Even though you may be anxious to return to living on your own, you don’t want to risk getting hurt again. When you get out of the hospital, if you don’t feel ready to take on the tasks of daily life, you can choose to recover in a skilled nursing facility. There, you will get the help you need to heal and get better at your own pace.
Rehab After Hip Surgery
The day after your surgery, you’ll start working with a physical therapist who will help you get up and moving with your new hip. Moving around is an important part of getting better after a hip replacement. You’ll start out using a walker or crutches to walk, and then you’ll work up to walking without them. You should be able to leave the hospital in about 3 days, give or take, depending on how well you are doing after surgery.
Although the activities in this blog seem to be a lot, it is important to remember each of these activities includes a movement or strain on the hip joint that may affect your healing process. Most of these are just restricted for a short period, however, for some people, these may need to be restricted for longer. Unfortunately, some patients find they may have some permanent restrictions as well, however, they may still have a higher quality of life than before they received their hip replacement.
Your hips and pelvis are very important to how you move and how you rest. It’s not a surprise that when something goes wrong, it affects many normal things in your life. When going to the bathroom or walking around, it’s almost impossible to avoid sitting, standing, and twisting.
Every patient is different in what they need and their dos and don’ts, including those listed in this blog, depending on how and what your doctor does during surgery. Your doctor and physical therapist will give you a list of things you should and shouldn’t do after getting a new hip. These precautions will help keep the new joint from coming loose and make sure it heals properly.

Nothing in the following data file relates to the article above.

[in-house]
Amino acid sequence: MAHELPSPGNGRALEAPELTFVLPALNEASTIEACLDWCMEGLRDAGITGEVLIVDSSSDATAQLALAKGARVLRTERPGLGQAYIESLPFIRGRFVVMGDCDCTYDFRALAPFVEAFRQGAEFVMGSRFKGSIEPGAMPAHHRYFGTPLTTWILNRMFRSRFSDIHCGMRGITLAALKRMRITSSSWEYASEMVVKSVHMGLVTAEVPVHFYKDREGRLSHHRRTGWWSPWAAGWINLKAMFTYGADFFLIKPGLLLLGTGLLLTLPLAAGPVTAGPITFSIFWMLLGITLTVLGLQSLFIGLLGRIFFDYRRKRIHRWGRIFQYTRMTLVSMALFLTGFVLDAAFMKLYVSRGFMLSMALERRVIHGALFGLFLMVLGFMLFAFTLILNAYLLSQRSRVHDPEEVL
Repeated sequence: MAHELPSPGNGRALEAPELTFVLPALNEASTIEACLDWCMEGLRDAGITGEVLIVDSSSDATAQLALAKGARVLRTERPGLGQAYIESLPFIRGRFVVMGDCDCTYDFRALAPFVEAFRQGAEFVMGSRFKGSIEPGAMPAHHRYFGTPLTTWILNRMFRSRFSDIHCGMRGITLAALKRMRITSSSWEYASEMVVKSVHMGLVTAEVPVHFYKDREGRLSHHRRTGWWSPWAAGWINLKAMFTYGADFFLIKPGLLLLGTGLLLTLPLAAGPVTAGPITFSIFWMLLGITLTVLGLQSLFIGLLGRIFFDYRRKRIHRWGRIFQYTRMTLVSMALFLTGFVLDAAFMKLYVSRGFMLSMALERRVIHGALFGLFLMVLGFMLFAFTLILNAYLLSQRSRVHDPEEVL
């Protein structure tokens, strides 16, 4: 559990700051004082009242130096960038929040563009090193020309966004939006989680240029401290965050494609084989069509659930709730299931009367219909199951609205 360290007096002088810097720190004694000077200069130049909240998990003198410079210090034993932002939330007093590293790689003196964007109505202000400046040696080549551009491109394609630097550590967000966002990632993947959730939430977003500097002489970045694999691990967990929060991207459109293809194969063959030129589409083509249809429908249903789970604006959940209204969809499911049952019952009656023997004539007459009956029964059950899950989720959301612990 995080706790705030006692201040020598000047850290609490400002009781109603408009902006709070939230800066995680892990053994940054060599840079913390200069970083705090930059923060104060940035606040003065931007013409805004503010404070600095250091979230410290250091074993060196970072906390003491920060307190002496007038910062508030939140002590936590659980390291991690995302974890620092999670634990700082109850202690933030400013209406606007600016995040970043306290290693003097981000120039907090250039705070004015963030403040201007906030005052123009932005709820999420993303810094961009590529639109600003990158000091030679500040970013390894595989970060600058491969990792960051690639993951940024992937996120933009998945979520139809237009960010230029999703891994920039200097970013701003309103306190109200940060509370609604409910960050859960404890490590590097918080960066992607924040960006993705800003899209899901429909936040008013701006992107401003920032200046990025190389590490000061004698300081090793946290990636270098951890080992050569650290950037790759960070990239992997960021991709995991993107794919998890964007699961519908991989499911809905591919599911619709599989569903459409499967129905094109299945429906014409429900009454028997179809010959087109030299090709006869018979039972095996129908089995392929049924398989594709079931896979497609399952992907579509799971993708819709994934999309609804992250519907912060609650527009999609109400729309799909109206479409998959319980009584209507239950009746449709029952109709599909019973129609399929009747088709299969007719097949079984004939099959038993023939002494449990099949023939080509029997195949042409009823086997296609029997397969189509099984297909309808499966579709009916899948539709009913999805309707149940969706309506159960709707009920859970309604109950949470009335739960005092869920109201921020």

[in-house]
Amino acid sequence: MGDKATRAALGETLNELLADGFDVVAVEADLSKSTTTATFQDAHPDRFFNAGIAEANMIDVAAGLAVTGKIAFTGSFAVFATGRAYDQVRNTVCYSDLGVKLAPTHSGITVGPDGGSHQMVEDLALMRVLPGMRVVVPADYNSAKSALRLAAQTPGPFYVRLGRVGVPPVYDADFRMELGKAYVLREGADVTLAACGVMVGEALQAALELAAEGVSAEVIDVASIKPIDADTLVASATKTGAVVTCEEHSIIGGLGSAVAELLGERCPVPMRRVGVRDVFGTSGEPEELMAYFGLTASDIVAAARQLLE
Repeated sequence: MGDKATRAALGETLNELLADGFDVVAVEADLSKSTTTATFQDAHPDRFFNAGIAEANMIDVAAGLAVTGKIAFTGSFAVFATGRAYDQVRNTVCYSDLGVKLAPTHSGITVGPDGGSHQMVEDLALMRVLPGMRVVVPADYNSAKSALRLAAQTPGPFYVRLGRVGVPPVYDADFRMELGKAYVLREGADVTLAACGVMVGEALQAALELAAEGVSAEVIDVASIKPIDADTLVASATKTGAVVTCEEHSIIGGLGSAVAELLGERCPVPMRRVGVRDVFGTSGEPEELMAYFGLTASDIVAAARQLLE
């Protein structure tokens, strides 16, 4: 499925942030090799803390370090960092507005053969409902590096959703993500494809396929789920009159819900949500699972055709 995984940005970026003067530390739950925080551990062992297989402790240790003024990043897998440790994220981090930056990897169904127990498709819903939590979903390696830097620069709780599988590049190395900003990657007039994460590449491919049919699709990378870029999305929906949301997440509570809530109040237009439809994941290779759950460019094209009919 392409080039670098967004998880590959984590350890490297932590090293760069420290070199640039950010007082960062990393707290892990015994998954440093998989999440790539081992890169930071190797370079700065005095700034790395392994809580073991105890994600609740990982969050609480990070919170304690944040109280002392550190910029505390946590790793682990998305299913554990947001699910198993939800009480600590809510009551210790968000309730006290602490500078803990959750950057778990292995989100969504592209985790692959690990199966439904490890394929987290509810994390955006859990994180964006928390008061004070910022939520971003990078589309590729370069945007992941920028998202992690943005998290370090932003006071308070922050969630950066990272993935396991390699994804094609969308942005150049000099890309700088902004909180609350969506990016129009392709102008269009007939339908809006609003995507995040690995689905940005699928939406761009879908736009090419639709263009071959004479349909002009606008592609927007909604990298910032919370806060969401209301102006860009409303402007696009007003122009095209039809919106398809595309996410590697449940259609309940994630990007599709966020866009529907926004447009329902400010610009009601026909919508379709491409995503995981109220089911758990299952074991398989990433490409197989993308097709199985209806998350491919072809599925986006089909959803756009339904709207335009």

Next, let’s review some of the commonly asked questions after hip replacement surgery.
Hip Replacement FAQs
How Long Does it Take to Walk Normally After Hip Replacement?
Most people who have a total hip replacement can walk the same day or the next day after surgery. Most can return to normal walking and daily activities within the first 3 to 6 weeks of recovery. As soon as you can do light activities, adding healthy exercise to your recovery plan is important.
When Can I Bend Down After Hip Replacement?
For the first six to 12 weeks after surgery, you shouldn’t bend your hip more than 60 to 90 degrees. It’s also important you don’t cross your ankles or legs. During this time, it’s best not to bend down to pick things up.
When Can I Sit on a Normal Chair After Hip Replacement?
For the first 6 weeks, try to sit in a chair with a straight back and stay away from low sofas, recliners, and zero-gravity chairs.
Are There Lifelong Restrictions After Hip Replacement?
There aren’t many things that can’t be done. After three months of recovery, patients can start hiking, biking, or swimming. Running is the only physical activity that people should be careful with.
Replacement joints work well, but they’re not the same as your natural joints, and they’re not made for marathon running. If you stay mindful, you may have them for the rest of your life.